The results almost exactly reproduced what we see in real life: that is, after 40 years, 80% of the simulation’s wealth was in the hands of 20% of the simulated individuals. But when the researchers looked at the levels of talent programmed into these most successful individuals, they discovered that they were never the most talented, or most intelligent, or the most diligent. Those factors all improved success scores, but they were almost irrelevant compared with the one contributor that explained most of the difference in wealth: the number of good luck opportunities compared with bad luck setbacks that the simulated individuals encountered. The most successful individuals were the luckiest ones, and the least successful individuals were the unluckiest ones.
The research team is now turning its data set over to venture capitalists and those who fund scientific research, who are hoping that they can overcome certain biases when it comes to where to invest. But for the rest of us, especially those of us who have been successful in life, this is perhaps an opportunity to take on a dose of humility, and experience gratitude for the opportunities we’ve been given over our working lives.
Social Security, Where Budget Cuts Lead to Terrible Service
These days, trying to apply for Social Security benefits, or getting straight answers about what your best claiming strategy might be, is frustrating at best. Recently, Max Richtman, president and CEO of the National Committee to Preserve Social Security and Medicare, illustrated the problem in vivid detail before the U.S. House Ways & Means Committee. When he began his testimony, he first dialed the agency’s toll-free telephone number. Twenty-five minutes later, he announced to the legislators that his phone was still on hold. A recorded message said that his wait would be about an hour.
Visiting the local office isn’t much better. Since 2010, annual budget cuts have reduced the SSA’s staffing by 3,500 employees, and funding under the FY2019 federal budget would result in a further reduction of 1,000 more. Congress has not confirmed a Social Security Administrator in the past five years.
Of course, by stretching the staff so thinly, our government has also compromised the quality of the advice that you receive about the very complicated possible claiming options involving spouses, survivors of deceased spouses and working individuals who wonder how much their yearly income will reduce their benefits if they claim early.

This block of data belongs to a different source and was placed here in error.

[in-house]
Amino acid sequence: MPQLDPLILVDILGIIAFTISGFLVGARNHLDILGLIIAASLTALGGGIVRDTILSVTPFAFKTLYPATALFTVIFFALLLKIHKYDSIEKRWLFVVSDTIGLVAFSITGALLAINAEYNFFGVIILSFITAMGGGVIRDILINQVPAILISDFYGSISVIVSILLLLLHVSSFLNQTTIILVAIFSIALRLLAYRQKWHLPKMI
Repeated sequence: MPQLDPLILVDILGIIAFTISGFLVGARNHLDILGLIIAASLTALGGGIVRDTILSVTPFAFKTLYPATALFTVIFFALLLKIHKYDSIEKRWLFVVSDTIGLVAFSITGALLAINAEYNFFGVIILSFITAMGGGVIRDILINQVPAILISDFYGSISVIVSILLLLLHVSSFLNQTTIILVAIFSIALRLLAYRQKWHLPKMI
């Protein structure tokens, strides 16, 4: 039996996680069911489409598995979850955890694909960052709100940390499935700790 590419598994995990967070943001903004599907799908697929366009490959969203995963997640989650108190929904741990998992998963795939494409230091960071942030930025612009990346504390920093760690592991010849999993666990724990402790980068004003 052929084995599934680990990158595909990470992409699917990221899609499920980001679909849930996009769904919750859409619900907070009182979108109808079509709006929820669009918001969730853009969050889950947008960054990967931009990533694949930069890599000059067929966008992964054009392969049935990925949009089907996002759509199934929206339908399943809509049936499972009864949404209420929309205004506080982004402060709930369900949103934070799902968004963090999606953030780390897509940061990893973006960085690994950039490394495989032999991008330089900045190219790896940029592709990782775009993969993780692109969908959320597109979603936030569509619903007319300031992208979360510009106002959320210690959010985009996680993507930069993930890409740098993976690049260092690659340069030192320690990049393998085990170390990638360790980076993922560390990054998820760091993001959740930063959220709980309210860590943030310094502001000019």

Mary Beth Franklin, author of a guidebook for financial planners entitled “Maximizing Your Clients’ Social Security Retirement Benefits” suggests that most claimants will get better advice from their financial planner than the overstressed, underpaid worker at the Social Security Administration. Once a claiming strategy has been identified, clarified and discussed, people can use the online system to fill out the documents that are needed to apply for benefits. Not all can do this, however; surviving spouses and surviving divorced spouses need to apply for survivor benefits over the phone or at their local Social Security office.
2018 First Quarter Market Report
Is the bull market finally over? For the first time in nine calendar quarters, the U.S. investment markets delivered a negative overall return. It was only a slight decline, but the decline reminds us that markets can and do go down from time to time.
After starting the year strong, the Wilshire 5000 Total Market Index—the broadest measure of U.S. stocks—finished the quarter down 0.76%. The comparable Russell 3000 index was down 0.64% for the first three months of the year.
Large cap stocks posted identical small losses. The Wilshire U.S. Large Cap index dropped 0.76% in value, while the Russell 1000 large-cap index fell 0.69%. The widely-quoted S&P 500 index of large company stocks dropped 1.22% in value during the year’s first quarter.
Meanwhile, the Russell Midcap Index fell 0.46% in the first three months of the year.
As measured by the Wilshire U.S. Small-Cap index, investors in smaller companies posted a 0.73% loss over the first three months of the year. The comparable Russell 2000 Small-Cap Index lost a bit of ground as well, falling 0.08% for the quarter. The technology-heavy Nasdaq Composite Index finished the quarter with a gain of 2.33%, making technology the standout performer of the year so far.
International stocks are fully participating in the downturn. The broad-based MSCI EAFE index of companies in developed foreign economies lost 2.37% in the recent quarter. In aggregate, European stocks were down 2.57% over the last three months, while MSCI’s EAFE’s Far East Index lost 0.67%. Emerging market stocks of less developed countries, as represented by the MSCI EAFE EM index, gained a meager 0.93% in dollar terms in the first quarter.
Looking over the other investment categories, real estate, as measured by the Wilshire U.S. REIT index, fell 7.42% during the year’s first quarter. The S&P GSCI index, which measures commodities returns, gained 2.37% in the first quarter.
In the bond markets, coupon rates on 10-year Treasury bonds have continued a slow but steady rise to 2.75%, while 30-year government bond yields have fallen slightly to 2.97%. Five-year municipal bonds are yielding, on average, 2.06% a year, while 30-year munis are yielding 3.01% on average.
What’s going on? The first quarter saw the first correction—that is, a decline of more than 10%–in three years, which dragged returns down from a roaring start to the year. Industry pundits have many triggering effects to point to, from chaos in the White House to the possibility of a global trade war, to fears of inflation or higher interest rates, to the simple fact that U.S. stocks have been priced much higher than their historical averages. They aren’t getting much explanatory data from the economic statistics; the unemployment rate is testing record lows and new jobs are being created at record levels. More importantly, annual earnings estimates for S&P 500 companies rose 7.1% during the first three months of the year—the fastest rise since FactSet began keeping track in 1996.